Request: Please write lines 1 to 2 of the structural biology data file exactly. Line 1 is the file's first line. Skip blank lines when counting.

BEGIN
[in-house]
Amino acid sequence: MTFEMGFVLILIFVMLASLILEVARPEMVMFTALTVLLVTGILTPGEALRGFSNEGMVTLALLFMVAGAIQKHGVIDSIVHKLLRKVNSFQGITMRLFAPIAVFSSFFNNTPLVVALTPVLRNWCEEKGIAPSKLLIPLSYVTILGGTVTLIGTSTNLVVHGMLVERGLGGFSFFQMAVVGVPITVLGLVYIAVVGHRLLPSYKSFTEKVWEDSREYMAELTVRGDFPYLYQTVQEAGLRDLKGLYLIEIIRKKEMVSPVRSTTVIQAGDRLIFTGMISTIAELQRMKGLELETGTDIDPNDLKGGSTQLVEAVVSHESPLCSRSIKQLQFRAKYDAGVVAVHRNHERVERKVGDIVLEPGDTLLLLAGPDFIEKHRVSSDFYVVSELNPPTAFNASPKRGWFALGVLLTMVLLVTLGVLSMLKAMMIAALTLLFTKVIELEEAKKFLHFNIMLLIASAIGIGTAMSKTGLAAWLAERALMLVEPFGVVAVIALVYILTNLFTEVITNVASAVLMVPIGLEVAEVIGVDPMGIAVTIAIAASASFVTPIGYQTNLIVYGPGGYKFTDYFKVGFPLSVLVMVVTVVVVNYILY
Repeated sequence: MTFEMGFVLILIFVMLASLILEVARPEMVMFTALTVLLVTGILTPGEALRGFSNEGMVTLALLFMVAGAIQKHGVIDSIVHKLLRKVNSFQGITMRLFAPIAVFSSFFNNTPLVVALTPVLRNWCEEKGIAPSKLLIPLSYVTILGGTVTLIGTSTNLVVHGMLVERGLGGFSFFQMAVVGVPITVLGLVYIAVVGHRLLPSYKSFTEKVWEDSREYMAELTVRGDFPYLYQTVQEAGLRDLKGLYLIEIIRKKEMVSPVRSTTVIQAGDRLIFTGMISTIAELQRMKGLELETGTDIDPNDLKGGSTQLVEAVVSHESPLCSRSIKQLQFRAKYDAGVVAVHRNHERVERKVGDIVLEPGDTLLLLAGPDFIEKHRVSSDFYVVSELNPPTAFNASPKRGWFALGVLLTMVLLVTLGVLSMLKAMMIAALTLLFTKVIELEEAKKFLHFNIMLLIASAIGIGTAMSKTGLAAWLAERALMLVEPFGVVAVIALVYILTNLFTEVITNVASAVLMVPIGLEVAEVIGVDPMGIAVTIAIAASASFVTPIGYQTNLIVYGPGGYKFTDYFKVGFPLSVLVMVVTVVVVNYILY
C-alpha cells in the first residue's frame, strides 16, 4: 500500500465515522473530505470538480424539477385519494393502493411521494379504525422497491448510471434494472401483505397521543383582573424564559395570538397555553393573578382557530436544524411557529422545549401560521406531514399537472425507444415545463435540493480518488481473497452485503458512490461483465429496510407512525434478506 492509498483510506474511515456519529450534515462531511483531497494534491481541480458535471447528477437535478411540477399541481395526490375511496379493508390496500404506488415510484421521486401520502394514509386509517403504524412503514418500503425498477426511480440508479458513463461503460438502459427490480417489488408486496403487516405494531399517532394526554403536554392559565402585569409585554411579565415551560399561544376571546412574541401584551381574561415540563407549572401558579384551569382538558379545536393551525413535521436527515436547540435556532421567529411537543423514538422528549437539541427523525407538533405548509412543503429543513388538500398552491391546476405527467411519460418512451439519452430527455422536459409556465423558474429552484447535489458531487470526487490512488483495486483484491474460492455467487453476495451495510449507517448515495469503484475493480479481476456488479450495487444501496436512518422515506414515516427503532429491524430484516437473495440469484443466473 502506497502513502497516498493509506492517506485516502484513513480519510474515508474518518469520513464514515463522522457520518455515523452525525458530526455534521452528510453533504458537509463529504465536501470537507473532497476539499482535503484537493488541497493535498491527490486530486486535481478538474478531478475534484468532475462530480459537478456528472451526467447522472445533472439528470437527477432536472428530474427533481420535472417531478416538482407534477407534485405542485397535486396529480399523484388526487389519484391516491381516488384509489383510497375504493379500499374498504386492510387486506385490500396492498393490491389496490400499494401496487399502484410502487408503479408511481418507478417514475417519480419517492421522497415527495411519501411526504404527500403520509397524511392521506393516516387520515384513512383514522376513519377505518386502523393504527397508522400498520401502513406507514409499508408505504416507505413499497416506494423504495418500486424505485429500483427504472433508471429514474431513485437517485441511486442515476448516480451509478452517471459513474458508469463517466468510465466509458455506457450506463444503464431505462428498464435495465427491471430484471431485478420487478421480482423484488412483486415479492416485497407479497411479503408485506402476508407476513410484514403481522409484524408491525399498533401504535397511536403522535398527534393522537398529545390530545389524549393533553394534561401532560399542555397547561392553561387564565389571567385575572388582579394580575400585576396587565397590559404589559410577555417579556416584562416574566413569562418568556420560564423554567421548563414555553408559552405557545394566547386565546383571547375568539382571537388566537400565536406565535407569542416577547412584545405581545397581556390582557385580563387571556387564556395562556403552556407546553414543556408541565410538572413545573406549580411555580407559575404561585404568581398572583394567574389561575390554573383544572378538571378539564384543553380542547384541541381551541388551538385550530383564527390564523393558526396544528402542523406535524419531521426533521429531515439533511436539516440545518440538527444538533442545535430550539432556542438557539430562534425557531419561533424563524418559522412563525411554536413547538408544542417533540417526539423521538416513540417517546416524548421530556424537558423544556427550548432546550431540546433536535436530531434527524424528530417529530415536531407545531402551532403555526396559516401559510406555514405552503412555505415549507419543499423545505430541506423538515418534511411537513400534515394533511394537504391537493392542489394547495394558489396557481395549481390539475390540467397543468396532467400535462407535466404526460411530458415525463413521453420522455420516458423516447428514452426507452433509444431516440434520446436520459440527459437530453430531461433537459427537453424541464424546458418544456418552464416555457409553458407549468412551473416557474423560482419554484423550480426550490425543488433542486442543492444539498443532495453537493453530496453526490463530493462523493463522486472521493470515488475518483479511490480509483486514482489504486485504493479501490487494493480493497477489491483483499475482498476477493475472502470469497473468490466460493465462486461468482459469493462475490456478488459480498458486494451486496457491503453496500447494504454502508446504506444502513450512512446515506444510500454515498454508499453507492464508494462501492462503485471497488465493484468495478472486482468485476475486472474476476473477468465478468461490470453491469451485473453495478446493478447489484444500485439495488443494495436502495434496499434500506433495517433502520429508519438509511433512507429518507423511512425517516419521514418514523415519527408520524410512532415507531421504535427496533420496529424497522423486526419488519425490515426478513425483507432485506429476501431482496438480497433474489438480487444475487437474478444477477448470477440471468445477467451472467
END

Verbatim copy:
[in-house]
Amino acid sequence: MTFEMGFVLILIFVMLASLILEVARPEMVMFTALTVLLVTGILTPGEALRGFSNEGMVTLALLFMVAGAIQKHGVIDSIVHKLLRKVNSFQGITMRLFAPIAVFSSFFNNTPLVVALTPVLRNWCEEKGIAPSKLLIPLSYVTILGGTVTLIGTSTNLVVHGMLVERGLGGFSFFQMAVVGVPITVLGLVYIAVVGHRLLPSYKSFTEKVWEDSREYMAELTVRGDFPYLYQTVQEAGLRDLKGLYLIEIIRKKEMVSPVRSTTVIQAGDRLIFTGMISTIAELQRMKGLELETGTDIDPNDLKGGSTQLVEAVVSHESPLCSRSIKQLQFRAKYDAGVVAVHRNHERVERKVGDIVLEPGDTLLLLAGPDFIEKHRVSSDFYVVSELNPPTAFNASPKRGWFALGVLLTMVLLVTLGVLSMLKAMMIAALTLLFTKVIELEEAKKFLHFNIMLLIASAIGIGTAMSKTGLAAWLAERALMLVEPFGVVAVIALVYILTNLFTEVITNVASAVLMVPIGLEVAEVIGVDPMGIAVTIAIAASASFVTPIGYQTNLIVYGPGGYKFTDYFKVGFPLSVLVMVVTVVVVNYILY